Journal: Arerugi = [Allergy]
Treatment Used: Topical Corticosteroid
Number of Patients: 61
MediFind Summary

Overview: The study researched the use of topical corticosteroid in patients with severe protein-loss in atopic dermatitis.

Conclusion: Even in patients with severe protein-loss in atopic dermatitis, the most severe atopic dermatitis , topical corticosteroid-use may be reduced.


Background: Atopic dermatitis (AD) in early infancy can lead to severe protein-loss in atopic dermatitis (SPLAD). The aim of this study was to elucidate the prognosis of SPLAD.

Methods: This was a single-center, retrospective, observational study based on medical records. Participants comprised 61 children with SPLAD hospitalized at the Allergy Center, National Center for Child Health and Development, from 2002 to 2017. We examined patient characteristics, blood test results, and prognoses up to 3 years, including frequency of topical corticosteroid-(TCS) use and food intake status.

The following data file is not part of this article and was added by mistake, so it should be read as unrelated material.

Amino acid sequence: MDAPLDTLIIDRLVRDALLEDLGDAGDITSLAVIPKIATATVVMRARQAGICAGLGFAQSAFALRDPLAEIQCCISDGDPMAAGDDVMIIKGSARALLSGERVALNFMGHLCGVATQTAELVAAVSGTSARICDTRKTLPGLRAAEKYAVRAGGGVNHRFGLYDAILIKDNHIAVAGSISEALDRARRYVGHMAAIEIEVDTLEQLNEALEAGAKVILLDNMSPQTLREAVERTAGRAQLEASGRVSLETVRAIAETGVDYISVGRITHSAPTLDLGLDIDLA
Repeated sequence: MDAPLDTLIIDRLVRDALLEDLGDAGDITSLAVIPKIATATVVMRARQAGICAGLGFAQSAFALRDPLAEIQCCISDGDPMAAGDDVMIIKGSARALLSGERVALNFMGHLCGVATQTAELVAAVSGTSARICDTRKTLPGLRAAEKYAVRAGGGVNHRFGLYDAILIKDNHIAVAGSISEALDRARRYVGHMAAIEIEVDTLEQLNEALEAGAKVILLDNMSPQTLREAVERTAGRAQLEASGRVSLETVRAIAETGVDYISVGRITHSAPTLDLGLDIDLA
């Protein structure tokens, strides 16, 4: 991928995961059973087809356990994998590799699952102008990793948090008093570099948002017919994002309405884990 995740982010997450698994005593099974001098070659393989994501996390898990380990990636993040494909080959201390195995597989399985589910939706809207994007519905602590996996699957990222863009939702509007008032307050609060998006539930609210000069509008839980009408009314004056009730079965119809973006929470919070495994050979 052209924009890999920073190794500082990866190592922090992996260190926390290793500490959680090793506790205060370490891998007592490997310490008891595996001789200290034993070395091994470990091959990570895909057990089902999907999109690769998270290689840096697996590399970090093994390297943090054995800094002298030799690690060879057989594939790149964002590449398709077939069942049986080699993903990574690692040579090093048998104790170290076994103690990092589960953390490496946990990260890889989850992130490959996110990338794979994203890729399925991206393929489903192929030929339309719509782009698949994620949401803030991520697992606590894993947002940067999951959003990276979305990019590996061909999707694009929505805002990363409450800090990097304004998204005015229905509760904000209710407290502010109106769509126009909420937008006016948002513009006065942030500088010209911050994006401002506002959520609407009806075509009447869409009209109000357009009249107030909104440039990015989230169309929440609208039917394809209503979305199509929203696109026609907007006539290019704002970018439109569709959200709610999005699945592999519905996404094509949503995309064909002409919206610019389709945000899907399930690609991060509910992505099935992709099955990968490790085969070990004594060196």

Results: All participants improved hypoproteinemia and electrolyte abnormalities with AD treatment alone, without intravenous fluids. We performed proactive therapy to maintain remission by gradually decreasing the frequency of TCS-use. After 1, 2, and 3 years, 77%, 92%, and 95%, respectively, remission was maintained by using TCS 2 days a week or less, whereas 39% did not require TCS after 3 years. No participants received systemic therapy, including systemic steroids, immunosuppressants, or biologics. We observed that 29% of infants younger than 1 year at admission had eliminated one or more egg, milk, or wheat component after 3 years.

Conclusions: Even in patients with SPLAD, the most severe AD, TCS-use may be reduced to 2 days per week or less after 3 years with appropriate skin treatment.

Kenji Toyokuni, Kiwako Yamamoto Hanada, Akio Yoshida, Yumiko Miyaji, Shigenori Kabashima, Tatsuki Fukuie, Ichiro Nomura, Yukihiro Ohya
Relevant Conditions

Atopic Dermatitis, Grass Allergy

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